Tuesday, February 20, 2007
In a Nutshell:
This story takes place in 15 century Florence. the Medicis are no longer, and there is a fundamentalist monk that has taken over the city. Everyone needs to watch out how they dress, act or talk, less you be thrown in jail for impure thoughts or actions. In the middle of this tumultuous backdrop is our main character, 14 year old Alessandra Cecchi, who through an arranged marriage is forced to be the wife of a man who she finds prefers the company of men (her brother, in particular). He marries Alessandra to hide his double life and hopes she can produce an heir to quiet any scandal. In turn he promises to give her all the freedom she wants. This gives her leave to learn how to paint. That is how she meets the tormented, young artist who teaches her not only how to paint, but how to love. As Florence's political intrigue and turmoil draws to a climax, so do all the relationships around Alessandra.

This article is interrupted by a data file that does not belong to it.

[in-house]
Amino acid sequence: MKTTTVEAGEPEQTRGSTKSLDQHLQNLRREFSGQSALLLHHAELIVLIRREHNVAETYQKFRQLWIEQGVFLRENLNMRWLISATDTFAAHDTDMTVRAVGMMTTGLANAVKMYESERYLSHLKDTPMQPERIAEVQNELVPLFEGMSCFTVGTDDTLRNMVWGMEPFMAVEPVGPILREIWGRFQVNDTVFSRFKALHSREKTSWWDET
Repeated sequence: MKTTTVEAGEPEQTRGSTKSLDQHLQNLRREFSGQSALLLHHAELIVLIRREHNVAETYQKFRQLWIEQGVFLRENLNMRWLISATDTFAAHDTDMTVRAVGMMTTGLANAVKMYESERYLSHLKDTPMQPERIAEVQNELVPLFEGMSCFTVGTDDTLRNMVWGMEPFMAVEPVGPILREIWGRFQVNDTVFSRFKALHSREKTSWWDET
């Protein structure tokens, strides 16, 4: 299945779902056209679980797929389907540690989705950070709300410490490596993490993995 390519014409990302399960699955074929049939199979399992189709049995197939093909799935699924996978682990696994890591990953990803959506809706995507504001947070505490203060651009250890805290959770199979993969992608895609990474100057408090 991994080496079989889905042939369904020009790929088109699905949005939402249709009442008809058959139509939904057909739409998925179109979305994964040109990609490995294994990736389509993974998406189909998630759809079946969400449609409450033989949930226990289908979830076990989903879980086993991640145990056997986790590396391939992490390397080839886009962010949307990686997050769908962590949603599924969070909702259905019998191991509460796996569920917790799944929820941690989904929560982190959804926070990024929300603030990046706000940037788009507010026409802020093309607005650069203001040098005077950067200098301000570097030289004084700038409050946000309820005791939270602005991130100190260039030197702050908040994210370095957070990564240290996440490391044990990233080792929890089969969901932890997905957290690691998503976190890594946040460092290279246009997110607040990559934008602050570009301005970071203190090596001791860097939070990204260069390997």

This was a very interesting historical journey about what happened to Florence right after the Medici family fell. We often learn about the wonderful, posh Renaissance that the Medicis helped drive, but not after. It was also interesting to understand the plight of women during that time. And if a woman like Alessandra wanted to learn to paint, it was practically impossible to do so. You sympathize with Alessandra as she has a disappointing wedding night and discovers the shortcomings of her husband. Also, she falls in love with an artist that she can't be with, but in the end through the relationship gives her liberation. And just when you think the ending is going to happen in the typical love story-train wreck kind of way, she takes you for an unexpected loop. It was a good read. I enjoyed it.